I would forgive many of you for thinking that Stephen and I had been to Paris before - after all, we've been living a very short train ride across a very short channel for four and a half years now, and after all why wouldn't we go? But believe it or not, up until January of this year, we had never been. I was knee deep in papers this winter, but we still wanted to do something fun and easy for our 5th wedding anniversary, and so Paris it was!
Stephen really spoiled me by getting us Leisure Select tickets on the Eurostar, which meant a lovely meal on the way over plus as much champagne as you could drink. The seats were extra comfy and the service was impeccable. It will be difficult going back and travelling any other way, to be sure. He also managed to book us into a lovely hotel - the Waldorf Trocodero just across the Seine from the Eiffel Tower. Beautiful indeed.
Since it was a quick trip, all day Saturday and Sunday until early evening, we knew in advance that we wouldn't have time to see everything we wanted to see in Paris, so we decided to make this trip something of a "highlights" trip. It was also *very* cold - below freezing - which made too much time walking outside uncomfortable.
Saturday morning, we headed off to the Arc de Triomphe, and I was actually surprised at how big it was - and horribly badly situated. The Arch sits in the middle of a round-about on a very busy Parisian street. Fortunately, there were walkways underground to get all the tourists over to the other side safely. We could have paid to go up to the top of the arch, but given the temperatures, we decided to stay on the ground.
Around the corner, and there's the Arch
Some of the detail
More of the detail - I loved the way the morning light was caught by the marble
Turns out, this is where the French have their "Tomb of the Unknown Soldier" with an eternal flame.
Some of the statues on the outside - love their faces!
Then we decided to walk down the Champs d'Elysees to the metro that would take us to the Louvre. This is the main shopping district in Paris, and we did a bit of window shopping, but ended up not buying anything. What we really enjoyed were the decorations still up since Christmas.
From there we took the Metro system over to the Louvre. But first, we stopped off at a little sandwich shop called Le Ferme (The Farm), which we found through one of our guidebooks written by one of my favourite bloggers: Clotilde's Edible Adventures in Paris. The food was very fresh and tasty with really reasonable prices. They even had plenty of seating, which is rare for central Parisian eateries. Would be a really great place to grab food for a picnic in more hospitable weather too.
From there, it was off the the Louvre! Unfortunately, they don't allow photography inside the museum, but the outside, like most buildings in Paris, were a fantastic blend of architecture. The other surprise were the fountains, which were still on even though they were half frozen.
Rows of prominant philosophers, scientists, artists and notable politicians.
One of the statues I liked - a peaceful contrast to The Arc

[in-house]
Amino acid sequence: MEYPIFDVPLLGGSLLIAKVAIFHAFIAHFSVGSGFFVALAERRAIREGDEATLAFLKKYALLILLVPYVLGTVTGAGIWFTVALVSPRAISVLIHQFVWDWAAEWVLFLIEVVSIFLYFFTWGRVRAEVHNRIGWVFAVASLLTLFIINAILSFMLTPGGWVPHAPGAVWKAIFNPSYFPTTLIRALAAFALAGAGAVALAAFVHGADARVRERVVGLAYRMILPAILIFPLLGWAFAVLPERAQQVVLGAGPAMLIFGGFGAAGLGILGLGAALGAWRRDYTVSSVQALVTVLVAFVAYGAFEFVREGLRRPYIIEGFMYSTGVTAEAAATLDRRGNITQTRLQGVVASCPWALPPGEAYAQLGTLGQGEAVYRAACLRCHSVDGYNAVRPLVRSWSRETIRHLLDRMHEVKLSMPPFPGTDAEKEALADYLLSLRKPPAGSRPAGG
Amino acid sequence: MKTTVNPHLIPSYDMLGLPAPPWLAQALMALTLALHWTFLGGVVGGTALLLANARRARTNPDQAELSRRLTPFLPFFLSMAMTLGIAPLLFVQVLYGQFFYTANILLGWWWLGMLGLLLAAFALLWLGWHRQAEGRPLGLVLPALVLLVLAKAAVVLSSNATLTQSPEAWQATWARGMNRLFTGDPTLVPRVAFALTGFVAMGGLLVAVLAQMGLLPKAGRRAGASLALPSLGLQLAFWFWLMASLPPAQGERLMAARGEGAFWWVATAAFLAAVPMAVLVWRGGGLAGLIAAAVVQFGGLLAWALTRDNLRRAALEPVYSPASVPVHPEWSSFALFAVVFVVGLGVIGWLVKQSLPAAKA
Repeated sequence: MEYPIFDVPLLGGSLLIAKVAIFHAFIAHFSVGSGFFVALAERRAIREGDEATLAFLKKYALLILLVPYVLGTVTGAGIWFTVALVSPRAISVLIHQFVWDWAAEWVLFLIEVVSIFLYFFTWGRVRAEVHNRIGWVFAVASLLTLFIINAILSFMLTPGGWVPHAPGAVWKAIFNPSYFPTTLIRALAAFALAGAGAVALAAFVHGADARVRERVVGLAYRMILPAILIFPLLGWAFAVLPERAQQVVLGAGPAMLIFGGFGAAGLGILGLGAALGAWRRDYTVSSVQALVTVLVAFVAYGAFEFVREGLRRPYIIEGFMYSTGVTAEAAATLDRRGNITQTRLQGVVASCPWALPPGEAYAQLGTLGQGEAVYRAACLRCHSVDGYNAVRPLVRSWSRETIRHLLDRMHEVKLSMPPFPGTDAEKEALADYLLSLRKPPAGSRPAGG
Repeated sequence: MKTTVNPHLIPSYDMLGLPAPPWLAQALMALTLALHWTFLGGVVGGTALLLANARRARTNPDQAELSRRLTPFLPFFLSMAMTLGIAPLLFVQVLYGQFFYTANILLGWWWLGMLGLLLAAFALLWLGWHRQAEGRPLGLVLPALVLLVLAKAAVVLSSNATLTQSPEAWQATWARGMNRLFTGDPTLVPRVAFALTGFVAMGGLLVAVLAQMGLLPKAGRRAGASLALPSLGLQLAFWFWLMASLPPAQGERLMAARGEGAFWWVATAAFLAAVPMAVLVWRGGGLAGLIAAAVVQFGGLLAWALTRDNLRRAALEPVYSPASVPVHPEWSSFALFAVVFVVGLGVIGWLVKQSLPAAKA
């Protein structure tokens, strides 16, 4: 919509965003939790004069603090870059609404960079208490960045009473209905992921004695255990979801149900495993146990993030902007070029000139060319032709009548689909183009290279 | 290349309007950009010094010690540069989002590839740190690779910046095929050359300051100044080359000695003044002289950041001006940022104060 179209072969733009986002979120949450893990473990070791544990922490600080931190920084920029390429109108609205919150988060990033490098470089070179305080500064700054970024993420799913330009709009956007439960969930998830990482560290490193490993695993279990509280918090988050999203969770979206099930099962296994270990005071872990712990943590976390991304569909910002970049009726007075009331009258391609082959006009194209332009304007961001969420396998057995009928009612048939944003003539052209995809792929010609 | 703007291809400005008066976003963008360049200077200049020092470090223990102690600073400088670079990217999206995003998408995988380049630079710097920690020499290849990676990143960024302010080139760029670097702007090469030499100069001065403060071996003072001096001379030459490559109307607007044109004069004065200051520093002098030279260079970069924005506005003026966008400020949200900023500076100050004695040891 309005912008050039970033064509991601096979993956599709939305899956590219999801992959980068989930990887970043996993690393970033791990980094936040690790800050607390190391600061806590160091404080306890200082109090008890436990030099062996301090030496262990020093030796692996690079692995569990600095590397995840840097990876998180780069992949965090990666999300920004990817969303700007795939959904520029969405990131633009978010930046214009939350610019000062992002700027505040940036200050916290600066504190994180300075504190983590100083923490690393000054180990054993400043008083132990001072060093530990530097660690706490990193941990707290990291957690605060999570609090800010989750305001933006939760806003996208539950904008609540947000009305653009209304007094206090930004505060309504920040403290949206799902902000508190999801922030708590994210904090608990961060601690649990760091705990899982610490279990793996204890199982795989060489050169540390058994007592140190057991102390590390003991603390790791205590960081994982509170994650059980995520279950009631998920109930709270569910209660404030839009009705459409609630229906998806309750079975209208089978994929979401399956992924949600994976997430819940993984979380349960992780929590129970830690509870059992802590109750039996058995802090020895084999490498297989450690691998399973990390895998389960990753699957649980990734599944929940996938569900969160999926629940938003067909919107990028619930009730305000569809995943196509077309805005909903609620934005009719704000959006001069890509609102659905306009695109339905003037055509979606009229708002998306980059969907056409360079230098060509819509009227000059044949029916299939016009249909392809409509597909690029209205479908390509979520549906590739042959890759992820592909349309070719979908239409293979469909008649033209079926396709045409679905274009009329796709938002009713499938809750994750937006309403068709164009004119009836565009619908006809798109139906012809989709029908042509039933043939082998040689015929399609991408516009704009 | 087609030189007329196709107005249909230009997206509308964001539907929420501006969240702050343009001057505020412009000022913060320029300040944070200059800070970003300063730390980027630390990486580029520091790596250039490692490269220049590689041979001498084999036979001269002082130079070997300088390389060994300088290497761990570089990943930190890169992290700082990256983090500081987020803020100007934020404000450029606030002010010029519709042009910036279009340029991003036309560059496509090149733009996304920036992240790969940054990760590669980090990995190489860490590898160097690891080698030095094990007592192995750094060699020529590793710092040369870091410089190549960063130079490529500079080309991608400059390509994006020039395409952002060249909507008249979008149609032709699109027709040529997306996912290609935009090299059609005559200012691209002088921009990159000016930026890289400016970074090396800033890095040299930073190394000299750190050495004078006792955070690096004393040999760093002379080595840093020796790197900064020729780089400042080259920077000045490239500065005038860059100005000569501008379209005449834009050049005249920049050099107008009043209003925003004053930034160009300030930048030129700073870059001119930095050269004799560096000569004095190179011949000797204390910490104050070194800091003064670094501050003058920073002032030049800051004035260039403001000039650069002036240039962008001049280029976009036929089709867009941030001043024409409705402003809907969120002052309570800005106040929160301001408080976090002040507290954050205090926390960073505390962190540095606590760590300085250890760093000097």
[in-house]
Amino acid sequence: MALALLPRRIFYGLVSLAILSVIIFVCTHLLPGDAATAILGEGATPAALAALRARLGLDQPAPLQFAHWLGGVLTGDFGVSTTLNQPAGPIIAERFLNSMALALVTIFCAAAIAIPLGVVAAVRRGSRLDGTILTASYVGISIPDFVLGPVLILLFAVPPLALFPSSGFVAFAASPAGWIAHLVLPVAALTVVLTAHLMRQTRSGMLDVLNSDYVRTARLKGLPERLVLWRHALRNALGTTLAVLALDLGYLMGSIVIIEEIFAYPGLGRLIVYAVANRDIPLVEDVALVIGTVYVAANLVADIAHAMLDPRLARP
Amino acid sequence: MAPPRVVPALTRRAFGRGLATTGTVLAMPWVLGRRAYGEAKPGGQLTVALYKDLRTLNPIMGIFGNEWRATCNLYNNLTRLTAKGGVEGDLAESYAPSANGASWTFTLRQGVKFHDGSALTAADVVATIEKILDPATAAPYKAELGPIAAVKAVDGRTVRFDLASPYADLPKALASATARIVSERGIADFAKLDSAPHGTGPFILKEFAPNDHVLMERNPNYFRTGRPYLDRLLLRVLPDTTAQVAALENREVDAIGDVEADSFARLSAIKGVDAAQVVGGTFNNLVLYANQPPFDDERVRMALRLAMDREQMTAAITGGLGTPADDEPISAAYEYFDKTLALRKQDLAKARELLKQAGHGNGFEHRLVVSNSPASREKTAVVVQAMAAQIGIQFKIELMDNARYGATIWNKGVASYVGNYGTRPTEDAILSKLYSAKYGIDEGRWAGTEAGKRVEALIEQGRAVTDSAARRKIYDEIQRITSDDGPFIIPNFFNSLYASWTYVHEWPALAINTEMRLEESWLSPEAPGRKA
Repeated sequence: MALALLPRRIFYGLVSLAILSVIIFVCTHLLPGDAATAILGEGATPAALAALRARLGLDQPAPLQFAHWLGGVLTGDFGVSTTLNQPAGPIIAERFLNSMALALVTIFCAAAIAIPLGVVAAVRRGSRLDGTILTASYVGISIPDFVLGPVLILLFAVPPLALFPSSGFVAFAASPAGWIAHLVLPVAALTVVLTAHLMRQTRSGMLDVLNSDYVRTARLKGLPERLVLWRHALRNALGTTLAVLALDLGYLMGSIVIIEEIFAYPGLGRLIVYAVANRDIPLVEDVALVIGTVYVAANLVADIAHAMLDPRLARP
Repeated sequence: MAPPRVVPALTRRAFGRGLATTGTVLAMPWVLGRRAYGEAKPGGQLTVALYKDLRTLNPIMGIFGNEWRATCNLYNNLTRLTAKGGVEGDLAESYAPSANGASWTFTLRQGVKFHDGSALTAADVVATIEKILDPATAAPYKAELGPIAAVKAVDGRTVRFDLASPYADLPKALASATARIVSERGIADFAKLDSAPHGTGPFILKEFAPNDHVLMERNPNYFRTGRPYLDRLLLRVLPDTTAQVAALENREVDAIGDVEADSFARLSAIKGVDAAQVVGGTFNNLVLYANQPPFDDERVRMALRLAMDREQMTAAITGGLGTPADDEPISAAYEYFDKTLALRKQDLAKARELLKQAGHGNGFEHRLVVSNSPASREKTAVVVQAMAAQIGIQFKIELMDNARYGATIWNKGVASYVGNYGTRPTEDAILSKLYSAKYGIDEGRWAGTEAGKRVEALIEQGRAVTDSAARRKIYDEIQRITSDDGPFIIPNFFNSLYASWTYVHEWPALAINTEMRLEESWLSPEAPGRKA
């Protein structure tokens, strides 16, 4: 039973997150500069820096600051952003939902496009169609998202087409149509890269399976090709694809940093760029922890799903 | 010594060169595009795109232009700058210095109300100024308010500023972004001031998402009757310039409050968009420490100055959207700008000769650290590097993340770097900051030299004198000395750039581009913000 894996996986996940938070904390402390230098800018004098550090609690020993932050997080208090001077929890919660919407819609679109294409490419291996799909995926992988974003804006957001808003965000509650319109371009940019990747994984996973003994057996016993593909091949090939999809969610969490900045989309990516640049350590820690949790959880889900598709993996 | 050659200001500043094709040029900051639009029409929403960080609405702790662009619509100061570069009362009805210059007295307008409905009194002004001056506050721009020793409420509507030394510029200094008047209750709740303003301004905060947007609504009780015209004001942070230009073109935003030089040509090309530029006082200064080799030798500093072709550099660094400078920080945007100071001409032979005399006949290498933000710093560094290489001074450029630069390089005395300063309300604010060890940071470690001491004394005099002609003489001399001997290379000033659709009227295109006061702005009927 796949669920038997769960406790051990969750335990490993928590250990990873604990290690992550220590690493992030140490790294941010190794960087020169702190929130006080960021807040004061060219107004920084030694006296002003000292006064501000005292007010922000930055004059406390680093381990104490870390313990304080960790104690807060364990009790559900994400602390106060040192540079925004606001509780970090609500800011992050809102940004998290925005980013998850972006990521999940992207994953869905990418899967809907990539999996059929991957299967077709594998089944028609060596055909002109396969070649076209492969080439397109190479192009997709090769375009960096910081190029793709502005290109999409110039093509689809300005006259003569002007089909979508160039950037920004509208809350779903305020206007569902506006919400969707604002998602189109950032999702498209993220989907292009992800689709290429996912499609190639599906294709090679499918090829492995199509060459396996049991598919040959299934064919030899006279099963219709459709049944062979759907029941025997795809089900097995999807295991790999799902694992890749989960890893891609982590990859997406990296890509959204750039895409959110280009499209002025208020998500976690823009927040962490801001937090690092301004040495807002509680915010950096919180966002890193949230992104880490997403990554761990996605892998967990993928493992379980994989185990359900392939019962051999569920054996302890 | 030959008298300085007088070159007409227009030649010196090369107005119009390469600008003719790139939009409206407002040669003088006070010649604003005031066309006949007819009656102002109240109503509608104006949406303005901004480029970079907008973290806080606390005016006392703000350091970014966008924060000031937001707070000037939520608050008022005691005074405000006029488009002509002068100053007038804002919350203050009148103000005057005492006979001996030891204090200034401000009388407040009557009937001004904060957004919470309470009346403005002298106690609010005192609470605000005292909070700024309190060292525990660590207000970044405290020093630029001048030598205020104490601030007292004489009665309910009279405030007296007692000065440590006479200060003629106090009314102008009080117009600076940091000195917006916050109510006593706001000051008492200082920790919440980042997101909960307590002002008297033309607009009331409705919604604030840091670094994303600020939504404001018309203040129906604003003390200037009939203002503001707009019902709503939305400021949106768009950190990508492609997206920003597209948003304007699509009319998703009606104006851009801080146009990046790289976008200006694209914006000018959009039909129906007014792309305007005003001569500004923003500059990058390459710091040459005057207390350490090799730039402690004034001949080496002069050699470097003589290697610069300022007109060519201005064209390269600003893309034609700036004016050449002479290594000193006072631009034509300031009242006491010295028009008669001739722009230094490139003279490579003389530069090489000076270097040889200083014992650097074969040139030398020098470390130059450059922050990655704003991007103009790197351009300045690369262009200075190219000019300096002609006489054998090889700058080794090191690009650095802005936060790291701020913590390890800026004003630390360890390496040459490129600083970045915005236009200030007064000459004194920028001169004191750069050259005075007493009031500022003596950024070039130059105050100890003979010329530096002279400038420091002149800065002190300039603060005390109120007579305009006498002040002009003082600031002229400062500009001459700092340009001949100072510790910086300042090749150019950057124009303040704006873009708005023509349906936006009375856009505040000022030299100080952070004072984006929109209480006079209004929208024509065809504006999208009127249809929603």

More statues plus the requisite pigeon
And one of the fountains with the very distinctive glass pyramid entrance
We made a stab at exploring the museum, which is enormous. You could easily spend a whole weekend wandering through the collections alone. We decided to focus on three sections: a history of the building itself, an excavation of some of the old Roman ruins in the basement, and then some of the marble sculptures. What really impressed me was the quality of light in many of the galleries. There were very few that didn't have some sort of natural light, either from external windows or skylights or windows to other galleries with windows on the outside. It really gave the whole museum a very airy quality. The sculpture galleries themselves were brilliantly laid out - almost like gardens, with plenty of space in between each piece.
After several hours, we were both rather tired and so headed back to the hotel for me to take a nap and Stephen to scout out an option for dinner. We eventually settled on a late seating (9pm) at a place called Le Timbre, which means postage stamp in French. This turned out to be very aptly named, as it was literally the size of a stamp. It was one long thin dining room with tables lining each wall; it was a good thing that all the locals were very friendly, because while the tables were technically separate, there was very little elbow room. This did create something of a very chummy atmosphere and we had some nice chats with our various neighbours, 2 of whom were also Americans! The menu was on a chalkboard that got passed around and there was exactly one price - 32 euros for 3 courses. The wine list was in the waiter's head. There was exactly one waiter and exactly one cook, both of whom obviously loved their jobs. The waiter was jovial and attentive and the chef was super efficient and obviously knew his craft - his kitchen was about 1/3 the size of the dining room, maybe 6 feet deep by about 10 feet across. How he managed to cook all the dishes I have no idea, but the food was incredible. Unfortunately, I forgot to note down what we ate, but it was all scrumptious and I would go back in a heartbeat.
Needless to say, we both slept well that night!